‘Reclaiming the Dream’ rally touts liberal causes, slams Beck

Keith Cottingham Contributor
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While Fox News host Glenn Beck spoke to the droves of people that flooded the Lincoln Memorial to attend his “Restoring Honor” rally Saturday, the Reverend Al Sharpton also drew a sizable, though much smaller, crowd across town for his “Reclaiming the Dream” rally at Dunbar High School. Sharpton’s rally concluded with a march to the proposed site of the Martin Luther King Jr. Memorial on the National Mall.

Billed in part as a counter-rally to the rally hosted by Beck, Sharpton’s event was more political, focusing largely on jobs, education reform, voting rights for Washington, D.C., and advancing the vision Martin Luther King Jr. presented in his 1963 “I Have a Dream” speech. Both Shaprton and Beck’s events Saturday took place 47 years to the day after King’s iconic speech.

Though most of the ministers, labor leaders, activists, and academic figures who spoke at Sharpton’s rally focused on pushing for education improvements and reinvestment in jobs, some speakers used their time on stage to attack Beck and his rally.

Jaime Contreras, president of Service Employee International Union (SEIU) local 32BJ, said Beck’s rally didn’t “represent the dream.”

“It’s a shame what’s happening at the Lincoln Memorial. Shame on them! We are here to let those folks on the Mall know they don’t represent the dream!” Contreras said, cheered on by purple-shirted SEIU members in the audience. “They sure as hell don’t represent me! They represent hate mongering and angry white people!”

Washington Congressional Del. Eleanor Holmes Norton, who had her microphone cut off for speaking over her allotted time, also engaged in anti-Beck rhetoric.

“Beck’s message doesn’t change nothing. Beck has march-envy, and he doesn’t have a message to match our march,” she said.

The Rev. W. Franklin Richardson, senior pastor at Grace Baptist Church in Mount Vernon, N.Y., told the audience that he wasn’t threatened by Beck’s rally. “It’s alright with me that they’re at the Mall today, because we’re at the White House,” he said.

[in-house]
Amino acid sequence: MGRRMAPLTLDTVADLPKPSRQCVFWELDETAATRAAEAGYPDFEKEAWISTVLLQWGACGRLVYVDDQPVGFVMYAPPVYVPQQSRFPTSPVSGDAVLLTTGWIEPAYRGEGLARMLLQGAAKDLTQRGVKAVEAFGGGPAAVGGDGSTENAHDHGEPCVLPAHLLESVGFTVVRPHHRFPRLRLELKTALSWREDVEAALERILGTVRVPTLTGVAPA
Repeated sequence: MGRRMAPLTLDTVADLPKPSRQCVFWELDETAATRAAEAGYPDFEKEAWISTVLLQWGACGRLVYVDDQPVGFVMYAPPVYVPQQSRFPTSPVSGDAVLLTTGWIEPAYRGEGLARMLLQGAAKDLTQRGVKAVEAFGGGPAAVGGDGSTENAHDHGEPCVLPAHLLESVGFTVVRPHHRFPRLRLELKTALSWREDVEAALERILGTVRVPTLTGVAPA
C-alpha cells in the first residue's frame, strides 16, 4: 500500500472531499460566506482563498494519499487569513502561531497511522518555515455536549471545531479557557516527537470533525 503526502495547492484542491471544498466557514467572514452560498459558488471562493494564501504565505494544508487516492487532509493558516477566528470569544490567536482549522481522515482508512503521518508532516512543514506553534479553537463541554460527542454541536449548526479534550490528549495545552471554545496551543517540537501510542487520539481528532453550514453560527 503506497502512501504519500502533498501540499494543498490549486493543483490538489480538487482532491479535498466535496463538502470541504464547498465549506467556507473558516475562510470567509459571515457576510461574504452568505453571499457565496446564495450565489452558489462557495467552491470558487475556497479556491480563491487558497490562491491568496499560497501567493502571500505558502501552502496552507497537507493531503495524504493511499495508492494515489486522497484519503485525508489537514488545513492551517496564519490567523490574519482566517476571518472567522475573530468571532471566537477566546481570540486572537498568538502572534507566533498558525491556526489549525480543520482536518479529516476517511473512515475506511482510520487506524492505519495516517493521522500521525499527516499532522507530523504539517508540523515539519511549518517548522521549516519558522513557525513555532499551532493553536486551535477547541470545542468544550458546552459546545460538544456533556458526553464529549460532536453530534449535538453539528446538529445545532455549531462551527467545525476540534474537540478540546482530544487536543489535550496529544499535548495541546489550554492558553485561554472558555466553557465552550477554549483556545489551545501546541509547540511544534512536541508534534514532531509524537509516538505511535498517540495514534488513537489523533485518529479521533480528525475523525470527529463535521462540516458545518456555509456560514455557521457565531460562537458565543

Most of  the speakers, however, spoke in less antagonistic terms, focusing instead on the themes of the rally.

Preceding Sharpton’s speech, U.S. Secretary of Education Arne Duncan spoke to the crowd, saying, “Education is the civil rights of our generation.” Duncan also encouraged greater personal responsibility, telling parents to “turn off the TV and read to your kids,” and challenged educators to stop making excuses.

(Last week, a spokesman for Duncan hung up on The Daily Caller when asked about the secretary’s planned participation in what was advertised to be, at least in part, a counter-Beck rally.)

Sharpton took the stage last, energizing the audience by taking a few shots at Beck’s event.

“They ought to ask Lincoln why he fought against states’ rights and held the Union together,” he said. “The dream was never about states’ rights.”

Before the march began, Sharpton cautioned his audience against provocation.

“Some said there’s going to be trouble. There ain’t going to be trouble. We won’t disgrace today. They want to provoke you. They want to disgrace this day and we’re not giving them this day,” he said.
Though the crowd’s size likely numbered in the thousands, officials on scene would not speculate on the number in attendance.

As Sharpton led the long march through Washington, D.C. streets, the large crowd chanted “we want action!”, “no justice, no peace!”, “M-L-K!”, and sang “We Shall Overcome.” Nearing the Mall, marchers came into contact with participants dispersing from Beck’s rally, which had concluded a bit earlier. Though there were some minor verbal exchanges, the two groups carried on without major incident.

Two marchers who identified themselves only as Kathy and Lydia from New York said they had attended Sharpton’s rally “in response to the teabaggers — enough is enough.”

Lydia took special issue with Beck, whom she described as “a little nuts,” and quipped that “King had a dream; Beck had a scheme.”

Martin Luther King III, the eldest son of Martin Luther King, Jr., spoke to the crowd as the march ended at the proposed site for his father’s memorial. He told the audience they need to “raise the standards” for elected officials and strive to realize the dream his father recounted some 47 years ago.